Himalaya is comprised of X number of cars (depending on the model) attached to sweeps that radiate from the center. Each car is outfitted with a wheel underneath the carriage that rolls along a track. Riders are restrained with a simple lapbar. Many Himalayas today also use seatbelts as a secondary restraint.
A ride on a Himalaya isn’t very elaborate as far as movement; the cars travel in a circle and navigate a set of hills in the process. A ride on Himalaya is is more about the atmosphere along with the willingness of the ride op to crank up the speed dial.
On a traveling version, a Himalaya will almost certainly have music being played. After all, a Himalaya is called a “music ride” for a reason. Many Himalaya rides will also feature lighting effects such a strobe lights, flashing LED or turbo lights, disco lights, and in some cases laser lights. Fog machines are also a popular additions as are bubble machines. Finally, a horn is usually standard fare for these rides and will be sounded when the ride reaches its highest speed.
At theme parks, Himalaya rides will usually be toned down. Most don’t go too fast nor have lighting or fog effects. Some don’t even have music which makes the ride kind of boring if you ask me!
There are many different Himalaya rides made by various companies, the major ones are:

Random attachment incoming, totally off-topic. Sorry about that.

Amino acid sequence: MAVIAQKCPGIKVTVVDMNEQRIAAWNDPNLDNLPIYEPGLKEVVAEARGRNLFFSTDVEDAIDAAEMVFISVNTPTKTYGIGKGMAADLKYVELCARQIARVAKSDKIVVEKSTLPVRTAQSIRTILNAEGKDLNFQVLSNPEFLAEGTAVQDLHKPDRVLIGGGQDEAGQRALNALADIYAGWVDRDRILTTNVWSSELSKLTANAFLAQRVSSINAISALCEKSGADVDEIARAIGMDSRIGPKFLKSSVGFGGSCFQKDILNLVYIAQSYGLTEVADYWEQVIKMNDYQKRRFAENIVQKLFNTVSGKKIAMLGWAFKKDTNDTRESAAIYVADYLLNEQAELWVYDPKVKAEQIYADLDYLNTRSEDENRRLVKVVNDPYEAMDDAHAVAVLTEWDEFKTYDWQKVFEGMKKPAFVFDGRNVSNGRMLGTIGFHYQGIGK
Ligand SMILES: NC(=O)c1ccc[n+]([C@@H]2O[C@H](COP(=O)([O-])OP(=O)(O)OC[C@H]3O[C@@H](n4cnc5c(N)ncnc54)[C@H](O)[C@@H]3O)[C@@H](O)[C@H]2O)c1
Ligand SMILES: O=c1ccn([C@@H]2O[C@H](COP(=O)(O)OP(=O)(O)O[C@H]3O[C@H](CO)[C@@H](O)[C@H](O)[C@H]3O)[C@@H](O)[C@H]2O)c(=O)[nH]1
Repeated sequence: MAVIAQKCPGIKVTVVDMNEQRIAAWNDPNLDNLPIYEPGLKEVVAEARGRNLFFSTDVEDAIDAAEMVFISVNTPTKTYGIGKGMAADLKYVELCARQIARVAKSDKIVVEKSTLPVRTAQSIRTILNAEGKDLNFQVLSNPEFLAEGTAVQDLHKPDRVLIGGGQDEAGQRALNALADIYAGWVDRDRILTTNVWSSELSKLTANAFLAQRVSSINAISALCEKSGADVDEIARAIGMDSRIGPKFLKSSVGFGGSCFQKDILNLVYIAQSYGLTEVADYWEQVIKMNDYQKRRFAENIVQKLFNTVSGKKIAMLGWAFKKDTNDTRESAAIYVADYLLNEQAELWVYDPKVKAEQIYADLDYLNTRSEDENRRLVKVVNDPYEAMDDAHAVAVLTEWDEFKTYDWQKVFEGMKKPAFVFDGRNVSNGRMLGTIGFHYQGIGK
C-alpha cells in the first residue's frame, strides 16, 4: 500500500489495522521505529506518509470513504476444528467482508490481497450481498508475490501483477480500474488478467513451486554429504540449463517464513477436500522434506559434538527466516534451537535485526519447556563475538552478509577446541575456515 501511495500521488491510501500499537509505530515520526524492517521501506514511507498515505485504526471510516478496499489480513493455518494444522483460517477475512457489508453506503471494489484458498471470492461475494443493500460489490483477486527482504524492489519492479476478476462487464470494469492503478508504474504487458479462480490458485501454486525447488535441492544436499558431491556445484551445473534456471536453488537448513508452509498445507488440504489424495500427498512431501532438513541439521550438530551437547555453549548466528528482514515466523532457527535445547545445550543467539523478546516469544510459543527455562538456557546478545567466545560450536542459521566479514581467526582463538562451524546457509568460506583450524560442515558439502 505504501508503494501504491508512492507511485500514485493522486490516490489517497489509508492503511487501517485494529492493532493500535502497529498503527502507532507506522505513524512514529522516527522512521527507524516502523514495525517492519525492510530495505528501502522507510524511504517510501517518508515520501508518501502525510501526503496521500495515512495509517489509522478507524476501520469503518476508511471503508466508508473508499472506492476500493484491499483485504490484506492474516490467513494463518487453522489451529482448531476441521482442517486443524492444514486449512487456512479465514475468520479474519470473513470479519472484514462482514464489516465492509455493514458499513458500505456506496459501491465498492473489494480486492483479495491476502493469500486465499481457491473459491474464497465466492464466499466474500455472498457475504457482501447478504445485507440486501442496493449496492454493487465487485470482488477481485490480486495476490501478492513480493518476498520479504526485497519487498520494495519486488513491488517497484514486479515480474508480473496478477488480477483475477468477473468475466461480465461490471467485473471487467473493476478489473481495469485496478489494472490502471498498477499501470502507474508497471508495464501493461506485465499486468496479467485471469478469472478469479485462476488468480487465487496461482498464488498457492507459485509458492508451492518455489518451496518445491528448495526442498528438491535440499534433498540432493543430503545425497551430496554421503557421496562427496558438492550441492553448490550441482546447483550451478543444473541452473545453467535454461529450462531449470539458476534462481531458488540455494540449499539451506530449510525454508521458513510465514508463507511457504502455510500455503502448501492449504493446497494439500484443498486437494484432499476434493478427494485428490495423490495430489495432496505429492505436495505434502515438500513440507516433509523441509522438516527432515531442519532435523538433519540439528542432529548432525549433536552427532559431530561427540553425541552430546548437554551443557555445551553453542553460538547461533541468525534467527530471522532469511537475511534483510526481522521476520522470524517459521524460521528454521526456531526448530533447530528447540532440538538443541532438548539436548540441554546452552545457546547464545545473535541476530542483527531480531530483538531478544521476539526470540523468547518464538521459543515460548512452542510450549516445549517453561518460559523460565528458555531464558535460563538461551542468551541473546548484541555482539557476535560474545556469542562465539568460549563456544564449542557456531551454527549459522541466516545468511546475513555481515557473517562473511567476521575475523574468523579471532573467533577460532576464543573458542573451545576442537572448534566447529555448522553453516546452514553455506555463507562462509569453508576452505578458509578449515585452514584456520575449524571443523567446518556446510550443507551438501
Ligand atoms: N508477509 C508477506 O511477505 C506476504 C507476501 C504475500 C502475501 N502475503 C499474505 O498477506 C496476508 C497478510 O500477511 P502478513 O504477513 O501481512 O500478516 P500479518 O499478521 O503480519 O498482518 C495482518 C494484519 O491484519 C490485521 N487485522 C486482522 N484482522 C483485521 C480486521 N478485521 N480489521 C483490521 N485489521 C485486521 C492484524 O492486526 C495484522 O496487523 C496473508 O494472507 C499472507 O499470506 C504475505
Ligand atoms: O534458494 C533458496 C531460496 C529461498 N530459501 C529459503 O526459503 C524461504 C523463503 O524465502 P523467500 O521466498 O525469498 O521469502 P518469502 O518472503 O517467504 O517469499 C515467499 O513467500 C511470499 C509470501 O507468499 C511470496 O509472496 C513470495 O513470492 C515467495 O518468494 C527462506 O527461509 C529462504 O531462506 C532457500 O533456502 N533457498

- Bertazzon: Musik Express/Super Himalaya, 20 cars, 13.5 rpm
- Mack: Musik Express, 20 cars
- Wisdom: Himalaya, 22 cars, 11.5 rpm
- Reverchon: Himalaya, 24 cars, 12 rpm
Himalaya is one of those rides that can be customized as far as artwork, lighting, and overall appearance making some models extremely unique looking. Some other rides that are usually customized in a similar fashion are Breakdances, Miamis, and Matterhorns among others.
While surfing around, I found this neat little site called May’s Himalaya Fan Website; it’s a great place to find information and check out detailed photos of the older Reverchon Himalayas.
Bertazzon manufactured Musik Express formerly at Casino Pier in Seaside Heights, NJ. It was destroyed during Hurricane Sandy, but they replaced it the next season.
Polar Express at 12th Street Amusements in Coney Island, NY. This is an original Reverchon model, or so I hear.
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